For a survival knife, the recommended blade thickness is 3/16″ – 4/16″ or 4mm. The blade needs to be thick enough to stand up to heavy use (and abuse) but still thin enough to use for finer work such as carving or whittling.
Type of Steel – Stainless Steel vs. High-Carbon Steel
The two main categories of steel used in survival knives are stainless steel and high-carbon steel. Stainless steel is more rust-resistant while high-carbon steel tends to hold an edge longer.
For knives used in and around salt water or areas of high humidity, a stainless steel knife would require less maintenance. However, neither type of steel is rust resistant. Each would require proper care.
Choice of steel tends to be a matter of personal preference. A good quality survival knife may be made with either type of steel.
One other consideration is the surface of the steel itself. If the blade is of polished steel, then it could also serve as a signal mirror. For adventurers looking to maximize the use of their knives, this is something to keep in mind.
There are four major types of knife points seen in survival knives. These are the drop point, clip point, spear point and tanto point.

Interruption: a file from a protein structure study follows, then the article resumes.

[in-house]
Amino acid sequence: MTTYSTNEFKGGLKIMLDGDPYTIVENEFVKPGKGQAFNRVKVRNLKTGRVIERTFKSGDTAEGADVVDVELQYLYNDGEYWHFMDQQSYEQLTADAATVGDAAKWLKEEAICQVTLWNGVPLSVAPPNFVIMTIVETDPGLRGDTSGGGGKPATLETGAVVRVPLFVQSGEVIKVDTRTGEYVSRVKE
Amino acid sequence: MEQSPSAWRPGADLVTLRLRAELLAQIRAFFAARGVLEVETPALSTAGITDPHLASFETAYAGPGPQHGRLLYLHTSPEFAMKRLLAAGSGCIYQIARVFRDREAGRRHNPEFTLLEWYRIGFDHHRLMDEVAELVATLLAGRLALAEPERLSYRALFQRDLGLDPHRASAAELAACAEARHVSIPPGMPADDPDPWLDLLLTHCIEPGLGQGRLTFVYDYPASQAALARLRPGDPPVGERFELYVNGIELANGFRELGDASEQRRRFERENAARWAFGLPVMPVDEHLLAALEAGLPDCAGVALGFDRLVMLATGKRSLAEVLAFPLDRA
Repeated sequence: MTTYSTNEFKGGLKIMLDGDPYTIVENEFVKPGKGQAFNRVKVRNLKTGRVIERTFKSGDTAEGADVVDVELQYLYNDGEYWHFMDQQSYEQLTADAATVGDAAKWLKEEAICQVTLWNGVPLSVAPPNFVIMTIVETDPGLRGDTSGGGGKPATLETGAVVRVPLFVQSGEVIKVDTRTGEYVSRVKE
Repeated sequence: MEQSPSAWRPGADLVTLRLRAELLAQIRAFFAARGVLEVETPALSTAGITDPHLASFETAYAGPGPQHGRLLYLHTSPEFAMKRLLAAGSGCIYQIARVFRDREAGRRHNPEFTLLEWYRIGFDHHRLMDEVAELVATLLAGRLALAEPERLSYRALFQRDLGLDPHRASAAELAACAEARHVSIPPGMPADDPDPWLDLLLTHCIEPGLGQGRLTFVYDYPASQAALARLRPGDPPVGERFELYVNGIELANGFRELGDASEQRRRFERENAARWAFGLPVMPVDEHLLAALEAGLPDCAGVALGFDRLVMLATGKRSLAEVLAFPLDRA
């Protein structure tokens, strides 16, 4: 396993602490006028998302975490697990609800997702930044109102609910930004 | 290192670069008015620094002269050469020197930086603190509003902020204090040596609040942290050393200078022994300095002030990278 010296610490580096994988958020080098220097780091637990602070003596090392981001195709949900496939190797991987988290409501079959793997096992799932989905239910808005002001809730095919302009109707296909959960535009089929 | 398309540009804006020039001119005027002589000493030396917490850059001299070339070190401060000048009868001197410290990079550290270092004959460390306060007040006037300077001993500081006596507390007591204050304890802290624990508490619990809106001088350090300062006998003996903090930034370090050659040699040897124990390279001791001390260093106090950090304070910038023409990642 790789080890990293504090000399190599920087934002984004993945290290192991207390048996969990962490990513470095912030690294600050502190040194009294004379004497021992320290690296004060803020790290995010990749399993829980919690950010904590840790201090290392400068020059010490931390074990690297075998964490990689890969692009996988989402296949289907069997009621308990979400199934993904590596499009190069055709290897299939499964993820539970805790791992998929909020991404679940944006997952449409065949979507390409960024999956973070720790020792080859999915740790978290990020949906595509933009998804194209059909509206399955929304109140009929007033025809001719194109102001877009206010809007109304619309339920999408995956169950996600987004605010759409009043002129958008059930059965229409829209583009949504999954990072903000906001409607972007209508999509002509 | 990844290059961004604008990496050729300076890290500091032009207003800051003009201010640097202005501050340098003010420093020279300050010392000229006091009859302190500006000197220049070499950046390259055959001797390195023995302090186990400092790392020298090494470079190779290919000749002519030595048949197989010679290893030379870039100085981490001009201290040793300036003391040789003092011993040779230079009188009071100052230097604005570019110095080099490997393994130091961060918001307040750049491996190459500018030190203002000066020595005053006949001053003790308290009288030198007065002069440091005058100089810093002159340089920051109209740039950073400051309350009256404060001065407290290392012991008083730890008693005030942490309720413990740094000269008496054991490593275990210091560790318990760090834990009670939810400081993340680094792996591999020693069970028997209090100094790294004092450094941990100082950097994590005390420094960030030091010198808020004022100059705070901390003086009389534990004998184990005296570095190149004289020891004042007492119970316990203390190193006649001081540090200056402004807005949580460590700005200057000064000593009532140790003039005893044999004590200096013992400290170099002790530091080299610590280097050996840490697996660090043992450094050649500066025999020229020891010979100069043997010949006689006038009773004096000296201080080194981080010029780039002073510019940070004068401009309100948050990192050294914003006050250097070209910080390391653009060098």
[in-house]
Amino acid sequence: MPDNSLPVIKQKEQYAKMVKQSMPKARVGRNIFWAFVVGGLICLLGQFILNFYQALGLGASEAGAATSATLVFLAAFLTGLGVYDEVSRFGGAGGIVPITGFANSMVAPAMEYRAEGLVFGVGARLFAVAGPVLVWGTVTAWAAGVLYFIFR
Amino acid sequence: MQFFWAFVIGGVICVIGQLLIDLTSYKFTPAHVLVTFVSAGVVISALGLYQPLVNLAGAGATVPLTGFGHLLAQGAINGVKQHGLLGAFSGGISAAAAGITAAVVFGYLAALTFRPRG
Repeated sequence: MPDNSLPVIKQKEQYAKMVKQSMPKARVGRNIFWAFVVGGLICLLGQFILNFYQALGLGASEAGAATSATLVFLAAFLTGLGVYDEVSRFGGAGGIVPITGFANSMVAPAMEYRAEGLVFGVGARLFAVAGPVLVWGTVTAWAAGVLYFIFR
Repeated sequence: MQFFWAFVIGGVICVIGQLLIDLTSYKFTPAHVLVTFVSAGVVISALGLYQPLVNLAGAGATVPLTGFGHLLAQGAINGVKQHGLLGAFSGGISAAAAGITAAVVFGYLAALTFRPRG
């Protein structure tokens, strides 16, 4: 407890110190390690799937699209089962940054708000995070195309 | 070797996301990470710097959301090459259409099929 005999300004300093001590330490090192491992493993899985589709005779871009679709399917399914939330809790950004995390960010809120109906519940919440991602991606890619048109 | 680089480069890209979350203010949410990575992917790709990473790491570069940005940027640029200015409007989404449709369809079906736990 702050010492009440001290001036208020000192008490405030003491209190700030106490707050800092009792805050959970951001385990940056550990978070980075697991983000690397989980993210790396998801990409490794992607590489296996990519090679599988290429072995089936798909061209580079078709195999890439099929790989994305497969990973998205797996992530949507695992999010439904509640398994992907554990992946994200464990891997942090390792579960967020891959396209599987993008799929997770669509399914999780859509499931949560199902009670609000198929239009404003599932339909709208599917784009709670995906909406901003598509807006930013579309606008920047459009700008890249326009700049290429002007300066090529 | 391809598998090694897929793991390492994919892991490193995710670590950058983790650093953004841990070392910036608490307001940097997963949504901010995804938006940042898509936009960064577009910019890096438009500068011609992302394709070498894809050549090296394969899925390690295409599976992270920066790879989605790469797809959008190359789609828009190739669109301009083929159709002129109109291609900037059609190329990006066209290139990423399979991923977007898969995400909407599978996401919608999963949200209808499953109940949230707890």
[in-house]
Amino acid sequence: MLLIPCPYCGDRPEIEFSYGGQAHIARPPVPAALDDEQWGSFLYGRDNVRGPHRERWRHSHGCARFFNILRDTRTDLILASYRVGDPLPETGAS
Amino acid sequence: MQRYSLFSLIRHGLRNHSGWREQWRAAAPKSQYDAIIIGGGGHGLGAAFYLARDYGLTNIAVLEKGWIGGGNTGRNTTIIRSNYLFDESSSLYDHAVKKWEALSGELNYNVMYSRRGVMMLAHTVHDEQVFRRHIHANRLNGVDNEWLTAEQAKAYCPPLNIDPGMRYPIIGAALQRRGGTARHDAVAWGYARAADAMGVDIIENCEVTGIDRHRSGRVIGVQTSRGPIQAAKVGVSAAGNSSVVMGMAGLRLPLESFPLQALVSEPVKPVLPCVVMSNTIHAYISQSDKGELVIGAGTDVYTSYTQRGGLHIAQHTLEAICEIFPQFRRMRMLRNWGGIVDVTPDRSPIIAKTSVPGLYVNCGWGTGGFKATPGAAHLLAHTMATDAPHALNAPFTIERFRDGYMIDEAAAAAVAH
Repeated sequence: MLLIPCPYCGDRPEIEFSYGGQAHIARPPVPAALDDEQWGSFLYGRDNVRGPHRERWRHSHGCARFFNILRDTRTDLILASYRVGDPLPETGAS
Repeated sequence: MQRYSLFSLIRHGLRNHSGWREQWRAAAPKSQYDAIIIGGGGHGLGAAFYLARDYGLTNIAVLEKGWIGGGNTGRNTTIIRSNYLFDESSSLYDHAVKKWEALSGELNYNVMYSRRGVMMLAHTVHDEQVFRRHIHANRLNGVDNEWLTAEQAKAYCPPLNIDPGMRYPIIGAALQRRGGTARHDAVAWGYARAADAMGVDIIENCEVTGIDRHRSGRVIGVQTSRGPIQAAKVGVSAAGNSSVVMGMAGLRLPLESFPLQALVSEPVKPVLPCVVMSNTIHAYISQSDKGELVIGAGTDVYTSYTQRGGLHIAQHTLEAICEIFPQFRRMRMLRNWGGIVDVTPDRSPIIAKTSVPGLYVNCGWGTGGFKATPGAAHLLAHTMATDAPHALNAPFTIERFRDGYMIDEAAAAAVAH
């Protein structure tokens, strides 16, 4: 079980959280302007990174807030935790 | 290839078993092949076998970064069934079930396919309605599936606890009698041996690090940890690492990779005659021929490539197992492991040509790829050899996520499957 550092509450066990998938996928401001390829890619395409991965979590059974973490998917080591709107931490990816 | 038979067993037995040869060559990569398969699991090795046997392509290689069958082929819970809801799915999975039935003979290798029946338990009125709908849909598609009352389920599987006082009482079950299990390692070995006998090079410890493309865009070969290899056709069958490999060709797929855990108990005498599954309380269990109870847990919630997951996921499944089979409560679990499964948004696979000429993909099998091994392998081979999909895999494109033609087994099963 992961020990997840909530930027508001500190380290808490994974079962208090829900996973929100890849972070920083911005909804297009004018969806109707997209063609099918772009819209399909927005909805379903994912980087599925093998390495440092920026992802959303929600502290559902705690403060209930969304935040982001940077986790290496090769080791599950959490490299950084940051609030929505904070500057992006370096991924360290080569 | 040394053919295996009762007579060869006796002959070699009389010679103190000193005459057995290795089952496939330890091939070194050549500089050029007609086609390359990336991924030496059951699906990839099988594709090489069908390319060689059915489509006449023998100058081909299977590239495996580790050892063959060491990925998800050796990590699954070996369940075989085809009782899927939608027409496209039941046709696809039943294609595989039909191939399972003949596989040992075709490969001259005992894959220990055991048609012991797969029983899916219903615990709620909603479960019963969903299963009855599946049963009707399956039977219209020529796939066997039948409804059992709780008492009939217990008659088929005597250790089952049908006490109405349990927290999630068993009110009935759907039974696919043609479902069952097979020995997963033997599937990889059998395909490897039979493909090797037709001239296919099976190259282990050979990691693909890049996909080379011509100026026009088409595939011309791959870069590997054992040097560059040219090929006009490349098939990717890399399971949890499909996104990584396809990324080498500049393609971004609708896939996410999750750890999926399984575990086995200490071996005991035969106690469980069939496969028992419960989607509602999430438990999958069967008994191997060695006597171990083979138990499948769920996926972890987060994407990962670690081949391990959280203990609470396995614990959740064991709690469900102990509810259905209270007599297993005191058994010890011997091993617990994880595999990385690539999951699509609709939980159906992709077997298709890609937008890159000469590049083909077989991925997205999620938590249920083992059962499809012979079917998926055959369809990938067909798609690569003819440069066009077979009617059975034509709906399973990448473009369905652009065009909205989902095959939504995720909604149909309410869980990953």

Most widely recommended for a bushcraft survival knife. In a drop point, the back of the blade is straight for the most part then gradually slants down to the point. The sharpened edge curves up in a wide curve, meeting the point at an area just above the center of the blade. This results in a wide, broad tip that is very strong and versatile.
The clip point has a concave dip from the back of the blade to the point. Depending on how deep the dip and narrow the point is will determine the strength of the tip itself. A wider tip will be stronger than a narrower tip. However, the clip point tip is generally weaker than a drop or spear point tip. With its narrow point, it makes a quick and deep puncture and works well with stabbing motions. (This type of point is recognizable from the Bowie knife.)
This is a double-edged blade with both the top and bottom edge meeting in a point at the centerline of the blade. A spear point knife is most commonly used on throwing knives, fighting knives and marine knives. It is good for piercing and slicing. Having a double-edged blade can be a drawback for a survival knife because it can limit the possible uses of the knife. For example, batoning would damage the blade while carving or whittling could be difficult without being able to press down against the back of the blade.